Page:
Ten-Year Yield Closes Below 4% For First Time Since Late July

Treasuries moved sharply higher during trading on Thursday, extending the substantial rally seen over the course of the previous session.

Bond prices gave back ground some ground in afternoon trading after an early spike but remained firmly positive. Subsequently, the yield on the benchmark ten-year note, which moves opposite of its price, tumbled by 10.3 basis points to 3.930 percent.

The ten-year yield added to the 17.3 basis point nosedive seen on Wednesday, closing below 4.0 percent for the first time since late July.

The extended surge by treasuries came as traders continued to react positively to the Federal Reserve’s monetary policy announcement on Wednesday.

The Fed left interest rates unchanged, as widely expected, and signaled plans to cut interest rates three times next year.

Since the Fed’s projections are often more conservative, traders are expecting the central bank to slash rates even further than forecast in 2024.

Meanwhile, the Commerce Department released a report this morning showing an unexpected increase in U.S. retail sales in November.

The Commerce Department said retail sales rose by 0.3 percent in November after slipping by a downwardly revised 0.2 percent.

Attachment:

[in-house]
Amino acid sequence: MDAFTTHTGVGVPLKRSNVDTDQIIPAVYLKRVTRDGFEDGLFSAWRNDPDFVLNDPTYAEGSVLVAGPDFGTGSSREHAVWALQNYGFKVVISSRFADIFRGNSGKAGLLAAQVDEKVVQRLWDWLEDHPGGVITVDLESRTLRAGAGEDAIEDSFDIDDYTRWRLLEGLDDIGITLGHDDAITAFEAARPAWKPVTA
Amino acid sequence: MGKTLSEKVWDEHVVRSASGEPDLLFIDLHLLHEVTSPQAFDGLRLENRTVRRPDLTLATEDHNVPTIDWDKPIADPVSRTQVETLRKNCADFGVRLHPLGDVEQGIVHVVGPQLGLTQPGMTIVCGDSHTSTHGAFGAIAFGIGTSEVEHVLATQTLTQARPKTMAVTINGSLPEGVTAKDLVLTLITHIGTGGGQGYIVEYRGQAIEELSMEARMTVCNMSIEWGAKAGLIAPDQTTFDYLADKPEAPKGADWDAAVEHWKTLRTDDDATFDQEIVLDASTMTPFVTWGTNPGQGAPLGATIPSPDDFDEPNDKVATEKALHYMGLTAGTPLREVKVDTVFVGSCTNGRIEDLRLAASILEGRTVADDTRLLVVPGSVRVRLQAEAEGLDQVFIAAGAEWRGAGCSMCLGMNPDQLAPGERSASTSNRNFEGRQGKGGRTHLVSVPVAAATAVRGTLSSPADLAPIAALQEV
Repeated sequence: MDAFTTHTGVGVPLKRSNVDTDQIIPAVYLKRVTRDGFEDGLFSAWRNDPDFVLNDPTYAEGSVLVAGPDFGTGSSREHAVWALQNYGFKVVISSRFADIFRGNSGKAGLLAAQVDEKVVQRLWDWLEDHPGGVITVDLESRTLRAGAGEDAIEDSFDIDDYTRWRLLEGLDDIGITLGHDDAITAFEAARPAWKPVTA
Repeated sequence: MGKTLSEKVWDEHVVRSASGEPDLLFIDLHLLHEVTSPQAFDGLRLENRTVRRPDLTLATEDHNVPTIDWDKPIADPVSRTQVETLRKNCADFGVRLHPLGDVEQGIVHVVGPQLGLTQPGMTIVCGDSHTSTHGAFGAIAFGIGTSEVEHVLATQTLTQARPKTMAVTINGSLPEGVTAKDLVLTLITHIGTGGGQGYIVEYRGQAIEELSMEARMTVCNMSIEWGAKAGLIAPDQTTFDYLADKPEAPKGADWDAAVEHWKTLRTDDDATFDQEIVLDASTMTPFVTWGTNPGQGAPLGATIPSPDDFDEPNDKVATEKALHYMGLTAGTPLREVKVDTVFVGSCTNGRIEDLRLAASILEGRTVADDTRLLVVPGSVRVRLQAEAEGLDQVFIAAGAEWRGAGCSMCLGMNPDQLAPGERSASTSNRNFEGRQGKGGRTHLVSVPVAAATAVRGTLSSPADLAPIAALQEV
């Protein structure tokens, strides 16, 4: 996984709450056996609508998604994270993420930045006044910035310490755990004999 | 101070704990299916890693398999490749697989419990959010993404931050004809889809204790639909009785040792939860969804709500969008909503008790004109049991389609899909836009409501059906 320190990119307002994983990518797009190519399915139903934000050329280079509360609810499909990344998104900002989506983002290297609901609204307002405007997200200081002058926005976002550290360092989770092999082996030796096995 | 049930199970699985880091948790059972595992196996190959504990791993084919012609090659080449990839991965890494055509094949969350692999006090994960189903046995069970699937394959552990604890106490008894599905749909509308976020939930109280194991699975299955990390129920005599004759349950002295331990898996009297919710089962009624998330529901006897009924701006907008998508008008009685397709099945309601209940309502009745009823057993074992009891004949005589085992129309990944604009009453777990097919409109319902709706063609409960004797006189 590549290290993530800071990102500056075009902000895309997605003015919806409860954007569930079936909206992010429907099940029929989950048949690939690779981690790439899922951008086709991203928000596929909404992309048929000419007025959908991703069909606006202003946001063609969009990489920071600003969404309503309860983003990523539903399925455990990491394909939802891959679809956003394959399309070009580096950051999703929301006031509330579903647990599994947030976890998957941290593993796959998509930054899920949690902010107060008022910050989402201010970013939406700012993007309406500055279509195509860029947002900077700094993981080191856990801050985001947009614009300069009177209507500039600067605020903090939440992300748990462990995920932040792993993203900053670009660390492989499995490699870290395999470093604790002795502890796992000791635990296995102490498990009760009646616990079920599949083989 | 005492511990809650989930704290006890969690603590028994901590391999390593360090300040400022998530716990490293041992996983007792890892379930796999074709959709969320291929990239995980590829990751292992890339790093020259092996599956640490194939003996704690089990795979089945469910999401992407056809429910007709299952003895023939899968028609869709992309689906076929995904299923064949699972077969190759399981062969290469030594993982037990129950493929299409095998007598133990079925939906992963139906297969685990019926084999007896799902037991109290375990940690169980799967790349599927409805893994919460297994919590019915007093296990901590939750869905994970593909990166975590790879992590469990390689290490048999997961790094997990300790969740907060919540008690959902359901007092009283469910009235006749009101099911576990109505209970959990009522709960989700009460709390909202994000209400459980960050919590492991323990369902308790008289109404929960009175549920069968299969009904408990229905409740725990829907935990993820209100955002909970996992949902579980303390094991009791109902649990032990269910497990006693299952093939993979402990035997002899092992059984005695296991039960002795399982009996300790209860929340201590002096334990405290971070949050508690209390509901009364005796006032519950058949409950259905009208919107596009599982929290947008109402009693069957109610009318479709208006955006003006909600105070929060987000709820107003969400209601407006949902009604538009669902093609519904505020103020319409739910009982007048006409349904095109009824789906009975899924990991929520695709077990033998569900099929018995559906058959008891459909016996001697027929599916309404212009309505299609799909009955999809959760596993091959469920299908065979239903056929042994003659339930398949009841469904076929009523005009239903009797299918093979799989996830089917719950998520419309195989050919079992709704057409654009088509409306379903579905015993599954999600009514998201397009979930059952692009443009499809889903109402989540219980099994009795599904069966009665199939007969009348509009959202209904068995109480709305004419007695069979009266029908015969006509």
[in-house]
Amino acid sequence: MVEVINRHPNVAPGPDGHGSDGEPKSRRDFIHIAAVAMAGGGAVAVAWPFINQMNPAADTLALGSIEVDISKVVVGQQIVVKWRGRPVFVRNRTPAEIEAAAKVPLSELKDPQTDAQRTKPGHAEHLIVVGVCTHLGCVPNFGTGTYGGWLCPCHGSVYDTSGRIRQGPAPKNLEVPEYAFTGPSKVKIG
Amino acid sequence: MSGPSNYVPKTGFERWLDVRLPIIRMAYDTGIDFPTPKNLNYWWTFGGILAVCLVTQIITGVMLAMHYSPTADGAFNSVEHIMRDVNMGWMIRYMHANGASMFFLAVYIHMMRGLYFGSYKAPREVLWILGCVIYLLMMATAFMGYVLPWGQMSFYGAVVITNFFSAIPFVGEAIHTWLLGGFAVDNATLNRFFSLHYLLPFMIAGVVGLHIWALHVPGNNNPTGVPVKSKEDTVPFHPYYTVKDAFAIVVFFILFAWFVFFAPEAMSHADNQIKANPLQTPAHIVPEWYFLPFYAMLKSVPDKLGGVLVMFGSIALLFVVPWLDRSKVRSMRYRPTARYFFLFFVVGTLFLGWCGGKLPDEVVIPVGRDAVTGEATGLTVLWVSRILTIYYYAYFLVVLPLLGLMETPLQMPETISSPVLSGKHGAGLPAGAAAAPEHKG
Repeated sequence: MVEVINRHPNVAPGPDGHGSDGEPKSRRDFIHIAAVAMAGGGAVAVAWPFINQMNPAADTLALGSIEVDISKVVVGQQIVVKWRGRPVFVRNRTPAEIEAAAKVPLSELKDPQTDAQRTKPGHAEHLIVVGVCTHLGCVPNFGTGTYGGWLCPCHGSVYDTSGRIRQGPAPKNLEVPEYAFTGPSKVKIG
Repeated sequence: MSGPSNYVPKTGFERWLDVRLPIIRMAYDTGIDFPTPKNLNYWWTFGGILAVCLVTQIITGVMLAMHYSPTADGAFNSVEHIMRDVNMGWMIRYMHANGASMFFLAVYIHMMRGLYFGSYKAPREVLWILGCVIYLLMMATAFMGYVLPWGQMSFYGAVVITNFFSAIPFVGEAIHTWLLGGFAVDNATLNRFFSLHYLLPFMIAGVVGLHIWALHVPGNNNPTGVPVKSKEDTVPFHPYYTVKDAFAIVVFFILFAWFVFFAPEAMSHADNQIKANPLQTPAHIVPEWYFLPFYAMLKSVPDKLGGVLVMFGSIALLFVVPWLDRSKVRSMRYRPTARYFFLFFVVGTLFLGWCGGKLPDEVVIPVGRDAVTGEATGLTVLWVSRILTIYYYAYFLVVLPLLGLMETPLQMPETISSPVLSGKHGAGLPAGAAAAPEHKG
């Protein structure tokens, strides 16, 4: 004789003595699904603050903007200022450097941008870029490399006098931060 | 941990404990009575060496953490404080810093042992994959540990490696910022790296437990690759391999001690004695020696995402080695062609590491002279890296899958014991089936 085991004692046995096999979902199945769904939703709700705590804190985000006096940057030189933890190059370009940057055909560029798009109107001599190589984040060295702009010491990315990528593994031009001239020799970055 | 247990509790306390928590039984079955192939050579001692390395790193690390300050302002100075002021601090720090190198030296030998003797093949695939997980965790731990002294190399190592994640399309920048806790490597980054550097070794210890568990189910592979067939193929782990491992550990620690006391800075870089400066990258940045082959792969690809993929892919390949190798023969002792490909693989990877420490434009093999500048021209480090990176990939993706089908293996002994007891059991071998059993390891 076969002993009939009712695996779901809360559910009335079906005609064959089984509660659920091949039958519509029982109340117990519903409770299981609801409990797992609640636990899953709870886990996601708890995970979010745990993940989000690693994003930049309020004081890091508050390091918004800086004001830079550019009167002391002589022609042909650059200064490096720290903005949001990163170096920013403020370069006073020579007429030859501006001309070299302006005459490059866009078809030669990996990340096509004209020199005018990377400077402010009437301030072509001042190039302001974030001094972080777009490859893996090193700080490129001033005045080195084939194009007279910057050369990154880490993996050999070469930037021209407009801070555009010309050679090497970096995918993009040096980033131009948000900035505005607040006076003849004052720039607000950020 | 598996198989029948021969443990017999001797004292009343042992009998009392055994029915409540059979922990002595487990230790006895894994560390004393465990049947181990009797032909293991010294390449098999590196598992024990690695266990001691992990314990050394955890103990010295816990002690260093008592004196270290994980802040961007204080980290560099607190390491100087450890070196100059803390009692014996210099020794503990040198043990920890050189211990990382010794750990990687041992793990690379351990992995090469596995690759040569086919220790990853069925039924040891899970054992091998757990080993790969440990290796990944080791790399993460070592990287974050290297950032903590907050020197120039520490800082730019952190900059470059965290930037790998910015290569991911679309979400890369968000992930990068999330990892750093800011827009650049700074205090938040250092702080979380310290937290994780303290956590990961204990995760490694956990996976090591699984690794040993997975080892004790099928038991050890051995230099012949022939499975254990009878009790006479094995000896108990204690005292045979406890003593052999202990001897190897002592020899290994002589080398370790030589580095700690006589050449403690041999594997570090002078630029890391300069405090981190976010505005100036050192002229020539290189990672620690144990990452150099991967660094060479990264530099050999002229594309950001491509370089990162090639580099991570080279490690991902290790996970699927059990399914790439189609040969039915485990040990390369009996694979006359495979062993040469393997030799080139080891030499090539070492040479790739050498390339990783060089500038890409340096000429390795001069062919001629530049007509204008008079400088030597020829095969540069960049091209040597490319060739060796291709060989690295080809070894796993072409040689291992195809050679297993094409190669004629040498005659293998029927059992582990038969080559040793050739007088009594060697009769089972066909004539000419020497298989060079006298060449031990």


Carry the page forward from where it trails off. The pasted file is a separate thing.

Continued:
Economists had expected retail sales to edge down by 0.1 percent, matching the dip originally reported for the previous month.

Excluding sales by motor vehicle and parts dealers, retail sales inched up by 0.2 percent in November after coming in unchanged in October. Ex-auto sales were expected to slip by 0.1 percent.

The Labor Department released a separate report showing first-time claims for U.S. unemployment benefits unexpectedly decreased in the week ended December 9th.

The report said initial jobless claims fell to 202,000, a decrease of 19,000 from the previous week’s revised level of 221,000.

Economists had expected jobless claims to come in unchanged compared to the 220,000 originally reported for the previous week.

Trading on Friday may be impacted by reaction to the Federal Reserve’s report on industrial production in the month of November.

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